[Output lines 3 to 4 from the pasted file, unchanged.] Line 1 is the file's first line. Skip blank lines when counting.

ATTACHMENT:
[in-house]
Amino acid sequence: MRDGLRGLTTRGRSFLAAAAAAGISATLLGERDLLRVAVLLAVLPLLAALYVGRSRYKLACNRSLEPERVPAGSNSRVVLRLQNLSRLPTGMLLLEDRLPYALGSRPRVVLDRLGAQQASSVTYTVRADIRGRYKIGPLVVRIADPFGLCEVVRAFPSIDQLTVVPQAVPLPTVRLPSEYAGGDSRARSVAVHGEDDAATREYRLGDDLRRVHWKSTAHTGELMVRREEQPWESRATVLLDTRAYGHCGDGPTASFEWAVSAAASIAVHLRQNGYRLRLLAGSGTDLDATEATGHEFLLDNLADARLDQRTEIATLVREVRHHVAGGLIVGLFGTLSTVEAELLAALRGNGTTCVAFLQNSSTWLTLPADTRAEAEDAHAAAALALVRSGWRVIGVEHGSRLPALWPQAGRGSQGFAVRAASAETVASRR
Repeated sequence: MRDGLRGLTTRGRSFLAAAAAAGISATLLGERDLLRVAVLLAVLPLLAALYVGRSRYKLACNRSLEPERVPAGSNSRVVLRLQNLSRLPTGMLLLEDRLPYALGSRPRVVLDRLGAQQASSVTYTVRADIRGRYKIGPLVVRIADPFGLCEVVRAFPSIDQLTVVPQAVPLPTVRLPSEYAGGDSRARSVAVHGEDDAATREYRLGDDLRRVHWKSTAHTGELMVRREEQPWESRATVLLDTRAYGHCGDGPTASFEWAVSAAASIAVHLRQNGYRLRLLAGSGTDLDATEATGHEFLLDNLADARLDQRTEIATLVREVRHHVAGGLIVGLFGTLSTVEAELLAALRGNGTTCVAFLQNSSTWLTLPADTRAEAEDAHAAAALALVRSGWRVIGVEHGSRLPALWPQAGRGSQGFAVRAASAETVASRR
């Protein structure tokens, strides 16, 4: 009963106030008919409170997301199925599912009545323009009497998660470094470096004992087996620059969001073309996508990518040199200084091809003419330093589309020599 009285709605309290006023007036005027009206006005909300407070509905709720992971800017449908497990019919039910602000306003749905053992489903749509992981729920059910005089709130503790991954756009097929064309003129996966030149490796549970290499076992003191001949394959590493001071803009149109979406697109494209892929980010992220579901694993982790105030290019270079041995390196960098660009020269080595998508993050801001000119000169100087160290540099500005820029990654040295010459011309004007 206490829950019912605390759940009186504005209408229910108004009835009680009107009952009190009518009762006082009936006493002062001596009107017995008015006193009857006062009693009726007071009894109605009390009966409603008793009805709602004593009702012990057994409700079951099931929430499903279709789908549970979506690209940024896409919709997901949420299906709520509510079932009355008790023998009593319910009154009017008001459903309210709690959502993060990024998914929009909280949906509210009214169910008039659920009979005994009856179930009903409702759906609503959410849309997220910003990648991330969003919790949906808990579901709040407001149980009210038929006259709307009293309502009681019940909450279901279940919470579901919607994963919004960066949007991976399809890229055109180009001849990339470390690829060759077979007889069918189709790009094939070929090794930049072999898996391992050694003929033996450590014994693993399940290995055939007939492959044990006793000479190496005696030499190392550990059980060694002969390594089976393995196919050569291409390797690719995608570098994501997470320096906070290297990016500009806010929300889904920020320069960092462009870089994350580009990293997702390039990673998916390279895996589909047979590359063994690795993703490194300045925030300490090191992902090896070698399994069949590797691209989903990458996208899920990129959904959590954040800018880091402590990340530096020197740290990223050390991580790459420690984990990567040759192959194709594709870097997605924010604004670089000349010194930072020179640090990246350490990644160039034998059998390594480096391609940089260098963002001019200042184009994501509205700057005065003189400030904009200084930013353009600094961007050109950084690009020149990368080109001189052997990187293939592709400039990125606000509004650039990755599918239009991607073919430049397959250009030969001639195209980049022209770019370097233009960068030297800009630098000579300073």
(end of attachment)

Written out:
Repeated sequence: MRDGLRGLTTRGRSFLAAAAAAGISATLLGERDLLRVAVLLAVLPLLAALYVGRSRYKLACNRSLEPERVPAGSNSRVVLRLQNLSRLPTGMLLLEDRLPYALGSRPRVVLDRLGAQQASSVTYTVRADIRGRYKIGPLVVRIADPFGLCEVVRAFPSIDQLTVVPQAVPLPTVRLPSEYAGGDSRARSVAVHGEDDAATREYRLGDDLRRVHWKSTAHTGELMVRREEQPWESRATVLLDTRAYGHCGDGPTASFEWAVSAAASIAVHLRQNGYRLRLLAGSGTDLDATEATGHEFLLDNLADARLDQRTEIATLVREVRHHVAGGLIVGLFGTLSTVEAELLAALRGNGTTCVAFLQNSSTWLTLPADTRAEAEDAHAAAALALVRSGWRVIGVEHGSRLPALWPQAGRGSQGFAVRAASAETVASRR
């Protein structure tokens, strides 16, 4: 009963106030008919409170997301199925599912009545323009009497998660470094470096004992087996620059969001073309996508990518040199200084091809003419330093589309020599 009285709605309290006023007036005027009206006005909300407070509905709720992971800017449908497990019919039910602000306003749905053992489903749509992981729920059910005089709130503790991954756009097929064309003129996966030149490796549970290499076992003191001949394959590493001071803009149109979406697109494209892929980010992220579901694993982790105030290019270079041995390196960098660009020269080595998508993050801001000119000169100087160290540099500005820029990654040295010459011309004007 206490829950019912605390759940009186504005209408229910108004009835009680009107009952009190009518009762006082009936006493002062001596009107017995008015006193009857006062009693009726007071009894109605009390009966409603008793009805709602004593009702012990057994409700079951099931929430499903279709789908549970979506690209940024896409919709997901949420299906709520509510079932009355008790023998009593319910009154009017008001459903309210709690959502993060990024998914929009909280949906509210009214169910008039659920009979005994009856179930009903409702759906609503959410849309997220910003990648991330969003919790949906808990579901709040407001149980009210038929006259709307009293309502009681019940909450279901279940919470579901919607994963919004960066949007991976399809890229055109180009001849990339470390690829060759077979007889069918189709790009094939070929090794930049072999898996391992050694003929033996450590014994693993399940290995055939007939492959044990006793000479190496005696030499190392550990059980060694002969390594089976393995196919050569291409390797690719995608570098994501997470320096906070290297990016500009806010929300889904920020320069960092462009870089994350580009990293997702390039990673998916390279895996589909047979590359063994690795993703490194300045925030300490090191992902090896070698399994069949590797691209989903990458996208899920990129959904959590954040800018880091402590990340530096020197740290990223050390991580790459420690984990990567040759192959194709594709870097997605924010604004670089000349010194930072020179640090990246350490990644160039034998059998390594480096391609940089260098963002001019200042184009994501509205700057005065003189400030904009200084930013353009600094961007050109950084690009020149990368080109001189052997990187293939592709400039990125606000509004650039990755599918239009991607073919430049397959250009030969001639195209980049022209770019370097233009960068030297800009630098000579300073």